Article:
Global Zero’s Nuclear Crisis Group (NCG), a team of seasoned diplomats, military leaders and national security experts from ten nuclear-armed and allied countries, has released a set of urgent recommendations to avoid the use of nuclear weapons and call on national leaders to act now to reduce the unacceptably high risk of nuclear conflict.
Co-chaired by Ambassador Richard Burt, General (ret.) James E. Cartwright, and Ambassador Thomas Pickering, the NCG met in Vienna, Austria in Spring 2017 to review the security and political situation in four nuclear flashpoints: the Korean Peninsula, US/Russia/NATO, South Asia and US-China. In all four areas, the group unanimously expressed its alarm about the risk of conflict and escalation – intentional or otherwise – to the nuclear level and endorsed immediate steps that can prevent conflicts from escalating to nuclear weapons use.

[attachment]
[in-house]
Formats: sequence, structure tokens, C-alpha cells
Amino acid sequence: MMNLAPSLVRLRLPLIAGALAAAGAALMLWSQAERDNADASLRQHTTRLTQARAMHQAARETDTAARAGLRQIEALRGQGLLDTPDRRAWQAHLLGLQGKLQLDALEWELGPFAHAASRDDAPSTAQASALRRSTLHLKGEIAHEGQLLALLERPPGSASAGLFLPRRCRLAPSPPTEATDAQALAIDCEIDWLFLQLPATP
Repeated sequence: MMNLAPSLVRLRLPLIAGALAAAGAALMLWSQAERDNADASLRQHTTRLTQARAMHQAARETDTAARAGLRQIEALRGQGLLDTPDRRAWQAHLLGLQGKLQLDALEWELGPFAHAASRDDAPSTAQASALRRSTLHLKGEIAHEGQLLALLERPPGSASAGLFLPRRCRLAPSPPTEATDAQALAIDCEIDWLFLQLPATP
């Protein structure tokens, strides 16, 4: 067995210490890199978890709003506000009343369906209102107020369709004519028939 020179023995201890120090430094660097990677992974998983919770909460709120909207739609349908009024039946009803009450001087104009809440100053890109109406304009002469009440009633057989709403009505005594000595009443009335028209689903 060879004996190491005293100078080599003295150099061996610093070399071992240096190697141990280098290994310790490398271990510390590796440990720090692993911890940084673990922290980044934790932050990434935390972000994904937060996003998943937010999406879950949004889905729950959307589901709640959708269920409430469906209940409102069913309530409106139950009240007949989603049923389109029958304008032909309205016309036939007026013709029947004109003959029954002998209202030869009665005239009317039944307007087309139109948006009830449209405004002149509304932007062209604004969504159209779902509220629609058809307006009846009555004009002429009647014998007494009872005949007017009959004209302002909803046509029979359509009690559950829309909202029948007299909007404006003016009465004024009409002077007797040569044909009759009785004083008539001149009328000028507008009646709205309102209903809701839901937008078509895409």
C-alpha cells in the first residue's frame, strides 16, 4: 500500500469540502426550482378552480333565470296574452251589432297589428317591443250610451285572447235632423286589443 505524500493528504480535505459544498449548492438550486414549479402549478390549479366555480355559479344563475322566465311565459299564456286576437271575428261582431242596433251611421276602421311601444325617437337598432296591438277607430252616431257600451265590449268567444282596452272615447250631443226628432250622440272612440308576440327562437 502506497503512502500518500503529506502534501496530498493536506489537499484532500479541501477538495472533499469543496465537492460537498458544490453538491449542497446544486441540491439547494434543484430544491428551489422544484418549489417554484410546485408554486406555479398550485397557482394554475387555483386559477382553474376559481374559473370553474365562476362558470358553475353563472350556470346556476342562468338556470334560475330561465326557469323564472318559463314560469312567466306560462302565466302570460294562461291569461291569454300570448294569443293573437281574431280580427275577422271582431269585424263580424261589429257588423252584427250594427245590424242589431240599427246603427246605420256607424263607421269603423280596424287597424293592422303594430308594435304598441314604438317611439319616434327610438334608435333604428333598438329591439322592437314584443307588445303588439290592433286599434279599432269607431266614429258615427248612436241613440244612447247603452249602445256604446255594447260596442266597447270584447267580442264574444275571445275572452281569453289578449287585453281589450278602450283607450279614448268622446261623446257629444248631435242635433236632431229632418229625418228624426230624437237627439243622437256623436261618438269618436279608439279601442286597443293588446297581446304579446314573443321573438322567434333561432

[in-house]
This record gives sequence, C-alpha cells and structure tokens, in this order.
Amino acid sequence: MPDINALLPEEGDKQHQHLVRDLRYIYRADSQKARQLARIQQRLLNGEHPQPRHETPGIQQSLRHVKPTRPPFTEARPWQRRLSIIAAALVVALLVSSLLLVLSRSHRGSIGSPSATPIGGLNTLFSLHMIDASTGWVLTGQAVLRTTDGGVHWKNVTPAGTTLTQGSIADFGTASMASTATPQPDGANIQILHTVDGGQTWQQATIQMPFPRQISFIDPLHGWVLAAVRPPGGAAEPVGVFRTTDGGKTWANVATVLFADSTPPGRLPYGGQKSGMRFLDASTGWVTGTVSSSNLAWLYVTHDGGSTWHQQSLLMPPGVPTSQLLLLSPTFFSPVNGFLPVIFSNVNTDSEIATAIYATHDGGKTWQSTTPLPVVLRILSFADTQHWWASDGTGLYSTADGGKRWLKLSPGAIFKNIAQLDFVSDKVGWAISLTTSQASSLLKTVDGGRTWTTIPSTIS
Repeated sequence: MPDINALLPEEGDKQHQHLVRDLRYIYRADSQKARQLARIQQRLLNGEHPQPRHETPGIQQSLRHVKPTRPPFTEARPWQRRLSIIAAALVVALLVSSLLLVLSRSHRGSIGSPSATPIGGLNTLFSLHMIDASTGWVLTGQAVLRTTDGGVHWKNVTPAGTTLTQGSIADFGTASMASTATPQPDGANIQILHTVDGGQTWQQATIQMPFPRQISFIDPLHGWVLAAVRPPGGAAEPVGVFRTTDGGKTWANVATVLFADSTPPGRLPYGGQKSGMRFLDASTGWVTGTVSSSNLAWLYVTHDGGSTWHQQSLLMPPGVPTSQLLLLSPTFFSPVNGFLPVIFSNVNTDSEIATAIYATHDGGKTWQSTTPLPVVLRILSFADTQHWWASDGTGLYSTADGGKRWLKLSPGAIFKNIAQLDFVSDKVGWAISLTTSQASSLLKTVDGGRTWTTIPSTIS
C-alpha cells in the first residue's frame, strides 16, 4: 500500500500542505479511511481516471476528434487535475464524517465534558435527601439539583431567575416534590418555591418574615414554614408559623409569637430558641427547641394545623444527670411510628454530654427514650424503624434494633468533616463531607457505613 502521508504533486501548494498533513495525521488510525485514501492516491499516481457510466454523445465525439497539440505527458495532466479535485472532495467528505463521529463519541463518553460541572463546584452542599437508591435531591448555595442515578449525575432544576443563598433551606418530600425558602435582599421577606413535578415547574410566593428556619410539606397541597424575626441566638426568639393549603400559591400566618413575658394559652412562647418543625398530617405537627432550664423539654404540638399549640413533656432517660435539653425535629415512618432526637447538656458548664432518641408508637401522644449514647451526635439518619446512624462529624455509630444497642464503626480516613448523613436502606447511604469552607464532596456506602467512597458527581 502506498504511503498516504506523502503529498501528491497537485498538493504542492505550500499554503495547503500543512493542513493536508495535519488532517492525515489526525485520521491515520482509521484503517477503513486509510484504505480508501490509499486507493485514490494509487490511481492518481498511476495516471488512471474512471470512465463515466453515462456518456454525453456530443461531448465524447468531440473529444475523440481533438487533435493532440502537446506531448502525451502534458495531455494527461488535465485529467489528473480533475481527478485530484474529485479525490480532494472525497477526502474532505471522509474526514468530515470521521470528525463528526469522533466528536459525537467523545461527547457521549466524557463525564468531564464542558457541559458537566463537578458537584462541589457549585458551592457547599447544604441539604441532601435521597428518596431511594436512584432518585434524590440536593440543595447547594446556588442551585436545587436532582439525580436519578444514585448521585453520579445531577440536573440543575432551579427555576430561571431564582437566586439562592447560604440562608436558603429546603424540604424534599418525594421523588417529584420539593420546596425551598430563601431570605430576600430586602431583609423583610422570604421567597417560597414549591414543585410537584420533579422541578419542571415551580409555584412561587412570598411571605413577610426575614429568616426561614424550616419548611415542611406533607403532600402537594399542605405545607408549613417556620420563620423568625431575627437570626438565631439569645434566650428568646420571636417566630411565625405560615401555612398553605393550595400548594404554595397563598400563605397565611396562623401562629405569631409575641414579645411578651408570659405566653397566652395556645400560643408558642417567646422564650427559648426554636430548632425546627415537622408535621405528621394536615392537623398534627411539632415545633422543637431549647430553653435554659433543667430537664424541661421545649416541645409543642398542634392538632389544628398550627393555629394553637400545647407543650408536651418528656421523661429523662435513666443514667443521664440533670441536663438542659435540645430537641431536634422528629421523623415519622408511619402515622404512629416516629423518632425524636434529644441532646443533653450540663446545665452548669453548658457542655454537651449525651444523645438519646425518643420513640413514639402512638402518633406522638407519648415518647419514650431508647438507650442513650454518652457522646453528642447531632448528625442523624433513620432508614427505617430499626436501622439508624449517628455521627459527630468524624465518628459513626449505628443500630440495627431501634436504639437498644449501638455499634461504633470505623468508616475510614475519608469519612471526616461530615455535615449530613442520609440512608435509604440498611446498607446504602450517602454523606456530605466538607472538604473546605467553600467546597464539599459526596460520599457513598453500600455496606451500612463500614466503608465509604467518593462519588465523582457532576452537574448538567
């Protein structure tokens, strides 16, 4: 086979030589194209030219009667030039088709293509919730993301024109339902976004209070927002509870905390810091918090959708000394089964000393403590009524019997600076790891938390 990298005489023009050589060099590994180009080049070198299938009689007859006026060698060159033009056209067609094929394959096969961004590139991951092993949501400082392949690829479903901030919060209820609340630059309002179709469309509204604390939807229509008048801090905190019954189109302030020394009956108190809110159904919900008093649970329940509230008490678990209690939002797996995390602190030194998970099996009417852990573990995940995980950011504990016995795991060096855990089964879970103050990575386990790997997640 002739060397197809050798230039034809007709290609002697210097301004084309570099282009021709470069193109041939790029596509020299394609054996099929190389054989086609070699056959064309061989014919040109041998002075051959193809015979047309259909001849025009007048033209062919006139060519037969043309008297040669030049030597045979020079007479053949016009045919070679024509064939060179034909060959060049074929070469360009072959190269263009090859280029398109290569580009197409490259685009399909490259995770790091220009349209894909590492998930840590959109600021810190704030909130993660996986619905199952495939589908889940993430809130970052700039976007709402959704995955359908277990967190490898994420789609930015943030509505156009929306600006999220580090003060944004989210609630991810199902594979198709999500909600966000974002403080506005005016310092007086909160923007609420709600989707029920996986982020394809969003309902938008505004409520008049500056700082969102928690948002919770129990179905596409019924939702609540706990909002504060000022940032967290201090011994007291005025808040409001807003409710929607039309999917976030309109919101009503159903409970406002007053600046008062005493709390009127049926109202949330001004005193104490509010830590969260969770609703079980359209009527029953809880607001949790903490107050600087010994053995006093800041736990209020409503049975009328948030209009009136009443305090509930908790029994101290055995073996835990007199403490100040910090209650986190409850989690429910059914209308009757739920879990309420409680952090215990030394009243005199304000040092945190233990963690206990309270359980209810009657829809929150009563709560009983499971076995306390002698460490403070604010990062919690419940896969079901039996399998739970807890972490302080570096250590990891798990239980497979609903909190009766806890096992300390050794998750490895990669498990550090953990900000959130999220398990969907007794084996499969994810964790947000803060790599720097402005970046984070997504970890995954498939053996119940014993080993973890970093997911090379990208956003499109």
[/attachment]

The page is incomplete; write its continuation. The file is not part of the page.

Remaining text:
The NCG urgently calls for the United States and North Korea to establish direct discussions to reduce the risks of a nuclear exchange. All NCG members support resumption of broader talks to denuclearize the Korean Peninsula, but understand that process will take time and cannot be allowed to delay urgent nuclear risk reduction discussions between Washington and Pyongyang.
Other recommendations include urgent resumption of US-Russia strategic stability talks and avoidance of using nuclear threats and assets as part of military exercises; agreement by Indian and Pakistani leaders to non-deployment of battlefield or land-mobile nuclear weapons and commitment to avoid the use of nuclear weapons; and full implementation by the United States and China of existing accident-avoidance agreements to avoid steps that could lead to military incidents, including medium-altitude reconnaissance flights and militarization of newly-formed islands in the South China sea, and expansion of military-to-military and diplomatic talks to include nuclear doctrine and transparency.
The Nuclear Crisis Group will continue to closely monitor nuclear flashpoints and to update its recommendations as international developments unfold.